Adair cited Glassman as one of those who profit from this practice. He noted that Glassman had denounced Super Size Me, a 2004 movie critical of McDonald’s nutritional policies, but failed to disclose that “McDonald’s is a major sponsor” of Glassman’s Web site. The film said McDonald’s was partly to blame for the nation’s obesity epidemic.

Glassman takes on his new State Department post at time when most reliable polls are finding U.S. credibility abroad lower than it has ever been. He faces an overseas environment increasingly hostile to the U.S. due to such factors as the “marketing” of post 9/11 fear of Saddam Hussein’s weapons of mass destruction, the invasion and occupation of Iraq, failure to seriously address the Israeli-Palestinian issue, the Abu Ghraib and Guantanamo scandals, and revelations of “enhanced” interrogation techniques, CIA renditions, and “black sites” where detainees become “ghost prisoners.”

Samar Jarrah, a Florida-based Palestinian-American who is a radio talk show host and the author of Arab Voices Speak to American Hearts, summed up the feelings of many ordinary Middle Easterners.

“If the U.S. asks me to take Karen Hughes’ or James Glassman’s job tomorrow, I would fail too. What do I tell people in the Arab and Muslim world when they ask me, ‘why did you go to war in Iraq knowing that there were no weapons of mass destruction, no connection to 9/11, and did you have any plans for the day after?’ Any attempt on my behalf to answer these questions truthfully will lead to my firing.”

Jarrah added, “Karen and Jim assume that Arabs and Muslims do not read and do not have a clue. Can you imagine what my answers can be when I am asked about Israel, Iran, supporting torturous dictators in the Arab world? Anyone is doomed to fail. I bet you a million dollars that it is Karen who got a lesson or two from her job and this is why she quit. It is a dead-end job.”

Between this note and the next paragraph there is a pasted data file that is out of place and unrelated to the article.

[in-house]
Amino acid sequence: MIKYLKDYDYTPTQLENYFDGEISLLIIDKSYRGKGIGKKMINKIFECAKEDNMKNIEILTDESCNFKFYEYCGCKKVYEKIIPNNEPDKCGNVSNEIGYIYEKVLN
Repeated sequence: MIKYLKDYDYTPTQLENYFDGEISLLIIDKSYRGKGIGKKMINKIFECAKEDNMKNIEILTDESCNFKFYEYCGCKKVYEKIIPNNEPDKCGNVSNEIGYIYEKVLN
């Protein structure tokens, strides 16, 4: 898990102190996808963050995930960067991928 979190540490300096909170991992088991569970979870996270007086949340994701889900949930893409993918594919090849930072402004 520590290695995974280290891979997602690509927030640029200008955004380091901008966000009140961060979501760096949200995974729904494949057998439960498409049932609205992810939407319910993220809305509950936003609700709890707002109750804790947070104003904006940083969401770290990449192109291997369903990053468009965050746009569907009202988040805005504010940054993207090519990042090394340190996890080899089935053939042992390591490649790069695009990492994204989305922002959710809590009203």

Hughes’ departure as Washington’s chief spokesperson abroad has been greeted with mixed assessments of her performance. While she successfully pushed for substantial budget increases, experts say there has been little substantive change, and few new ideas, in U.S. public diplomacy during her tenure. Her so-called “listening tours” of contentious areas, including the Middle East, have brought charges of “cultural insensitivity.”

One assessment comes from Patricia H. Kushlis, a former career Foreign Service officer with the U.S. Information Agency from 1970-1998, and co-author, with Patricia Lee Sharpe and Cheryl R. Rofer, of WhirledView, a widely respected foreign affairs and public diplomacy blog.

On the positive side, Kushlis told IPS, “I think that Karen Hughes’ basic accomplishment was remaining in office for more than a year. True, she increased the budgets for exchanges – particularly for bringing foreigners here – and restored portions of core public diplomacy functions, like media reaction or rapid response units, which had been allowed to lay fallow since the demise of USIA in 1999.”

On the negative side, Kushlis told IPS that “Hughes apparently failed to recognize or act upon the central problem – a bifurcated and under-funded public diplomacy effort is an anemic approach to solving much more fundamental public diplomacy issues both in terms of policy and structure. Clearly, if Hughes did understand the problems she did not use her proximity to President Bush to initiate the fundamental structural changes that could and should have happened.”

She added, “As for James Glassman’s appointment to replace her, it seems to me that he will be a ‘place holder’ at best. It’s far too late in this administration’s day, even if its luster were still there, for Glassman or anyone else to accomplish much of anything – if indeed he has any interest in doing so.”

Author: William Fisher

William Fisher writes for Inter Press Service.